On 1st August 2018, Google confirmed a “broad core algorithm update” and that it does these updates “several times per year.”
You can see their full Twitter thread here confirming this.
Unlike other yearly refreshes they mention though, this update was greeted with a few raised eyebrows, as a few days before Google made significant changes to their Google Quality Rater Guidelines for the first time in a year.
Naturally, webmasters linked these guideline revisions to this August update.
While this 164-page resource doesn’t influence rankings directly, the ideas and guidelines they outline are a big signal of how Google considers certain topics and their quality.
One of the most noticeable amendments in the Google Quality Rater Guidelines document relates to E-A-T and YMYL, but what do these acronyms mean?
- What is E-A-T?
- What is YMYL?
- Google search quality raters
- Who has E-A-T/YMYL affected?
- How to recover from E-A-T/YMYL update
What is E-A-T?
E-A-T stands for:
Google’s revised search quality rating guidelines make constant mention of expertise, authority and trust (EAT) as a signifier of high-quality content.
Google doesn’t define clear examples of E-A-T, however, it does provide guidelines for their search quality raters to follow when assessing websites from this perspective:
- “High E-A-T medical advice should be written or produced by people or organizations with appropriate medical expertise or accreditation. High E-A-T medical advice or information should be written or produced in a professional style and should be edited, reviewed, and updated on a regular basis.”
- “High E-A-T news articles should be produced with journalistic professionalism—they should contain factually accurate content presented in a way that helps users achieve a better understanding of events. High E-A-T news sources typically have published established editorial policies and robust review processes.”
- “High E-A-T information pages on scientific topics should be produced by people or organizations with appropriate scientific expertise and represent well-established scientific consensus on issues where such consensus exists.”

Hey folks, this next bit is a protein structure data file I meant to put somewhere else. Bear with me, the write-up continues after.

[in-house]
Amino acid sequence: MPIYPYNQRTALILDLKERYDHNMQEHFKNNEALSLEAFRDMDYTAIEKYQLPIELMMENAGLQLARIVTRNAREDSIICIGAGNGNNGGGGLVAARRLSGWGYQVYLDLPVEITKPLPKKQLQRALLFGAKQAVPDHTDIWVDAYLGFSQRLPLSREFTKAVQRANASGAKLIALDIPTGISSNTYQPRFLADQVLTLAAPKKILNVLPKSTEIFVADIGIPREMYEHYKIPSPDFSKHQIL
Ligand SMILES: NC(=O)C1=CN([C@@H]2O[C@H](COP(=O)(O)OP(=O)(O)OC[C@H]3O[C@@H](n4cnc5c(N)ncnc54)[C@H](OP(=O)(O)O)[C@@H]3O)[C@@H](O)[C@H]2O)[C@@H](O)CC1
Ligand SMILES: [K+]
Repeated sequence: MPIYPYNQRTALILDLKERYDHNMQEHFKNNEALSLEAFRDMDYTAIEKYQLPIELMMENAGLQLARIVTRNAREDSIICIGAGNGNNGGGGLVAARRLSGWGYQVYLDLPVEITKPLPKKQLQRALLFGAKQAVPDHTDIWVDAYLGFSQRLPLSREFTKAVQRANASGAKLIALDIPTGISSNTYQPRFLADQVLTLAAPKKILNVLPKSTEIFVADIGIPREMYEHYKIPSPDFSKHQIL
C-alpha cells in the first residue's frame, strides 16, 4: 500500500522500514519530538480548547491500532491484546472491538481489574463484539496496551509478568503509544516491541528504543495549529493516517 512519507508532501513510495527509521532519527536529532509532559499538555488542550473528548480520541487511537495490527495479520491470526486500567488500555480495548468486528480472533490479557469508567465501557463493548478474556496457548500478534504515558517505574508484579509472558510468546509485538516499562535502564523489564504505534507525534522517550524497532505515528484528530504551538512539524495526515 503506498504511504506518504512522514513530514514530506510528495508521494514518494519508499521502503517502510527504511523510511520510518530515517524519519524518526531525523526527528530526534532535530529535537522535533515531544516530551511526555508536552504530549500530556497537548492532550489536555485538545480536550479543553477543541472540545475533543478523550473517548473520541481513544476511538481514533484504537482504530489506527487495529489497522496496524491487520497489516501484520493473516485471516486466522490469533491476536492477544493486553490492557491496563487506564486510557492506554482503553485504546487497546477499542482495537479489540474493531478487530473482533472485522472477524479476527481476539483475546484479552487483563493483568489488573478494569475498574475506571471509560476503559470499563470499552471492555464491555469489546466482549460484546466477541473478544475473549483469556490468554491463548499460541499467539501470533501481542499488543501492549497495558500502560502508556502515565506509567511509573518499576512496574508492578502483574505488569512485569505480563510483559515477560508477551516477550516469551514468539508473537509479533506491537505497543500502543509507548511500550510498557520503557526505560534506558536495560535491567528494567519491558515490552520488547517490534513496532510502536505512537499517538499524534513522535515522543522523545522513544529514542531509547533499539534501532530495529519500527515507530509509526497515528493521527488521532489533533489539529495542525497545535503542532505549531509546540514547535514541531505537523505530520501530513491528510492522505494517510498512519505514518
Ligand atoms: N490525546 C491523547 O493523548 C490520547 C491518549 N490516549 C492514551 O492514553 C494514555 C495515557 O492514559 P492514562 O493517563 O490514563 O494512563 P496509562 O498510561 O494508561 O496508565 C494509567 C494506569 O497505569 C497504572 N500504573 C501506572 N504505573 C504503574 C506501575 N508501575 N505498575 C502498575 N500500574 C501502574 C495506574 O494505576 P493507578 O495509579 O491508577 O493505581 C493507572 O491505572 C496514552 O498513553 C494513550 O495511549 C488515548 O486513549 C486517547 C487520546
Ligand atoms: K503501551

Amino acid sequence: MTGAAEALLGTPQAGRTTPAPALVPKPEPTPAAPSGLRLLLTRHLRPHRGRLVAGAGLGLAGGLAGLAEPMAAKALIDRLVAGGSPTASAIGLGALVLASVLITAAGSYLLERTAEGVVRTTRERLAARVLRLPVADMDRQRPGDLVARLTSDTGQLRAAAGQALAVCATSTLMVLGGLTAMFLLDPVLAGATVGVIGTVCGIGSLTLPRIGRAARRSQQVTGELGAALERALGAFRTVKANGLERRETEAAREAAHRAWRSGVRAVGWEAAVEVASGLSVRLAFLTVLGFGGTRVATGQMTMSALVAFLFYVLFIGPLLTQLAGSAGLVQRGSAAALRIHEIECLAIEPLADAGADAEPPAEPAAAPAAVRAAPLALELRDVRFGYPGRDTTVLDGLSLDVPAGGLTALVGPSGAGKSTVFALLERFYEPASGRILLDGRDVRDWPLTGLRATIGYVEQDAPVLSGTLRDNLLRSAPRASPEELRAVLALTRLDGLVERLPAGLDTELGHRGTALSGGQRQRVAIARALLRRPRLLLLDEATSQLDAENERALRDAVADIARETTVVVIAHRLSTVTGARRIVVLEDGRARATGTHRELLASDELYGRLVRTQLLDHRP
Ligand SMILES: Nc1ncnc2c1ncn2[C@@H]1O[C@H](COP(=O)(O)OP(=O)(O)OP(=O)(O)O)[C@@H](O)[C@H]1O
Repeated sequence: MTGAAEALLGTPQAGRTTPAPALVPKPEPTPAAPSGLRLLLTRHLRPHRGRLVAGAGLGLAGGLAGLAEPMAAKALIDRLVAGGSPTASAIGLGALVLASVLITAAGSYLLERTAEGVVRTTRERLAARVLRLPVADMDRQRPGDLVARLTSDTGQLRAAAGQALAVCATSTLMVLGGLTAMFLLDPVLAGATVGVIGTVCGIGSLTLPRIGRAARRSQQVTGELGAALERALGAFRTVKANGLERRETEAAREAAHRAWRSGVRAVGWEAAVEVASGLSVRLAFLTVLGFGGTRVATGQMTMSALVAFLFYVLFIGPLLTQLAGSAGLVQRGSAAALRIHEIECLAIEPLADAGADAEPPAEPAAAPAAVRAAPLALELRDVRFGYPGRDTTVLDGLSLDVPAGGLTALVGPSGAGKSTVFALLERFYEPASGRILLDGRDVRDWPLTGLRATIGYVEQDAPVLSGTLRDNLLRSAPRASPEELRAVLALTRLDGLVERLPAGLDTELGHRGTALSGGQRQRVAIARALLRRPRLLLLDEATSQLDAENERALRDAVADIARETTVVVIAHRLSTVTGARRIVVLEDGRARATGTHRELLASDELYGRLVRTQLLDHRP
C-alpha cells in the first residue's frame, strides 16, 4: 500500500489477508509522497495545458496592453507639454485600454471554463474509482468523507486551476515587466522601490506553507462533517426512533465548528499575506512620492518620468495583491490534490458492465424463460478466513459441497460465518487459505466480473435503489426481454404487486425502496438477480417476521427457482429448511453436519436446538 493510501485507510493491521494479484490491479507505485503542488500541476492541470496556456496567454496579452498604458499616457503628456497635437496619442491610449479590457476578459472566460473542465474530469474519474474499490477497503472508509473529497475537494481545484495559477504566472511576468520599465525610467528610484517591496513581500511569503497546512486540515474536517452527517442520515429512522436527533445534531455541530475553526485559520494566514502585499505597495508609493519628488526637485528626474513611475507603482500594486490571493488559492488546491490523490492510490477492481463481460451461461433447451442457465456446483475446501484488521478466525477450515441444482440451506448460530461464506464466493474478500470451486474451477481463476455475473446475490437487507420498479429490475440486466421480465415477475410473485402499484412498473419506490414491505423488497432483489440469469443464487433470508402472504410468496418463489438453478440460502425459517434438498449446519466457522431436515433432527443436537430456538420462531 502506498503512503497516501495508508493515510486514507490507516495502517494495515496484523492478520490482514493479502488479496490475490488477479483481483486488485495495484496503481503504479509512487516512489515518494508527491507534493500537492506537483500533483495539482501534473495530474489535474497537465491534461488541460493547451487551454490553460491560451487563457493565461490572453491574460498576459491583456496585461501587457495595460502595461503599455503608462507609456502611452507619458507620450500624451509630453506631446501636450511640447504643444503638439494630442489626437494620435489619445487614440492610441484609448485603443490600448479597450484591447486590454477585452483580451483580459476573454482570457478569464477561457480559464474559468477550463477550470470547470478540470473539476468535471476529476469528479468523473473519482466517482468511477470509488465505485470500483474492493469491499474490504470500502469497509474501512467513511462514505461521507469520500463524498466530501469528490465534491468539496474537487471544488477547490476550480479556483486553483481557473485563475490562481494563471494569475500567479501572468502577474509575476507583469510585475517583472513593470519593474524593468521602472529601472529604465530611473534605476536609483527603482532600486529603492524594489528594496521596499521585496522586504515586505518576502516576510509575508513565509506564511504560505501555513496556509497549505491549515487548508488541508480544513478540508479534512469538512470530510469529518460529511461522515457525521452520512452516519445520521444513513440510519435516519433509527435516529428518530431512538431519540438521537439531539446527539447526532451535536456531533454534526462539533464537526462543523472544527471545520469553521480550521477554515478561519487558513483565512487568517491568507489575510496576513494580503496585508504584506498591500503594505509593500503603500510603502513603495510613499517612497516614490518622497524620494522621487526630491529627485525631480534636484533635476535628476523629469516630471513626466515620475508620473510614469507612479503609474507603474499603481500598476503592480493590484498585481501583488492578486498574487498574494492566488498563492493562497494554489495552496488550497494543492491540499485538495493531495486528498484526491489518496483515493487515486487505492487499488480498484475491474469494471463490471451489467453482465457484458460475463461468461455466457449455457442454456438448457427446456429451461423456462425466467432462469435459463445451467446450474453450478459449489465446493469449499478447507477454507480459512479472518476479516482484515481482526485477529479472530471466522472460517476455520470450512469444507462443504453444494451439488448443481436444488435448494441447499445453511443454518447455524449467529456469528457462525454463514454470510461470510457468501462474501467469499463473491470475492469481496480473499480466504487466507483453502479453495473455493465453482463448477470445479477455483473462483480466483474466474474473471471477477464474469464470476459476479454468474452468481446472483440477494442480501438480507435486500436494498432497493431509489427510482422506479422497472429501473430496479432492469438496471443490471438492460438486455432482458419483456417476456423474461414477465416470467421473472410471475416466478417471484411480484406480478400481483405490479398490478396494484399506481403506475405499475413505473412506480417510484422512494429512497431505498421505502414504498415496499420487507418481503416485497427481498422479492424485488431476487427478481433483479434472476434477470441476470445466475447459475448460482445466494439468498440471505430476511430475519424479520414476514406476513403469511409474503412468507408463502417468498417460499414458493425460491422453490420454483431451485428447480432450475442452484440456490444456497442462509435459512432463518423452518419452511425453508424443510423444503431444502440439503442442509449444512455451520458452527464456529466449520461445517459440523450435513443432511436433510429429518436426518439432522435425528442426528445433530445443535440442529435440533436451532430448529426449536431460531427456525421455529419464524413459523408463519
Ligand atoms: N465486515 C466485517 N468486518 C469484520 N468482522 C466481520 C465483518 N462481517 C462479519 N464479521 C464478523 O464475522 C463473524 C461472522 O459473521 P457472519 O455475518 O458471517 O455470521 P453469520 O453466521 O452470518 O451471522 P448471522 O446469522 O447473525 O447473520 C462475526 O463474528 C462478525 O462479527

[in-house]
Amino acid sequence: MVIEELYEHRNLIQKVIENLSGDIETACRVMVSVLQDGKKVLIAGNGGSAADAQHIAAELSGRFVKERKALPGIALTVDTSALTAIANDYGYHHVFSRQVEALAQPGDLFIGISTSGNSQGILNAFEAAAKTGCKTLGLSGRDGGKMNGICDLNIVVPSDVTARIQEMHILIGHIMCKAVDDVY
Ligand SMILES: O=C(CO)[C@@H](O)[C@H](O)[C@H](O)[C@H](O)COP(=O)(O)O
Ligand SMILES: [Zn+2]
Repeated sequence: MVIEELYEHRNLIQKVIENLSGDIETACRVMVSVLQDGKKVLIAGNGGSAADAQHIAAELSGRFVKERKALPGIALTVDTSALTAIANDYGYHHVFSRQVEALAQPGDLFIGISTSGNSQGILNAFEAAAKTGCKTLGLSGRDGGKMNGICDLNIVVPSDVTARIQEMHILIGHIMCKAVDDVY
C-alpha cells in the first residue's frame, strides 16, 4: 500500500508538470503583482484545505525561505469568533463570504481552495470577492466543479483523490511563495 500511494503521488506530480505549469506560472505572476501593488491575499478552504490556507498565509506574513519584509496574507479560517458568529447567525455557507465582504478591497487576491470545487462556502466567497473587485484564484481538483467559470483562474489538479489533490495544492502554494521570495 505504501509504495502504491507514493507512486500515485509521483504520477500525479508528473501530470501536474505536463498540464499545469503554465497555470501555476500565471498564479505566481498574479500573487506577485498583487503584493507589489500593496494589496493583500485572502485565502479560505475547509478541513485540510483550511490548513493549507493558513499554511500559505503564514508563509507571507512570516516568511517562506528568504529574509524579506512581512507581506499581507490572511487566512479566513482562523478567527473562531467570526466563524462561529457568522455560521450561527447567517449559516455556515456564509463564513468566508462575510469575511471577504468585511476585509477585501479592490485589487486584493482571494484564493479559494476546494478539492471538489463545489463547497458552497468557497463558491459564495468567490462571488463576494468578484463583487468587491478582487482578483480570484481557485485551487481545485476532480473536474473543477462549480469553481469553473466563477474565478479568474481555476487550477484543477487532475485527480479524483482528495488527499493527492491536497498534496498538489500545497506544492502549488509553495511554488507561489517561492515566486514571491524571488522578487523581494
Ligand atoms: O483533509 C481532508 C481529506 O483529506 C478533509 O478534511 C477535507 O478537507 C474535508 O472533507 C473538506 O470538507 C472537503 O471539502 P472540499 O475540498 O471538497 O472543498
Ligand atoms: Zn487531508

- “High E-A-T financial advice, legal advice, tax advice, etc., should come from trustworthy sources and be maintained and updated regularly.”
- “High E-A-T advice pages on topics such as home remodelling (which can cost thousands of dollars and impact your living situation) or advice on parenting issues (which can impact the future happiness of a family) should also come from “expert” or experienced sources that users can trust.”
- “High E-A-T pages on hobbies, such as photography or learning to play a guitar, also require expertise.”
Source – Google Quality Rater Guidelines
It’s clear that following the guideline changes, Google wants to serve only the most accurate and most respected content possible around serious and important searches.
What is YMYL?
The Google Quality Rater Guidelines now defines “Your Money or Your Life” as pages that “could potentially impact the future happiness, health, financial stability, or safety of users”.
This is important to Google as “low-quality YMYL pages could potentially negatively impact users’ happiness, health, financial stability, or safety”.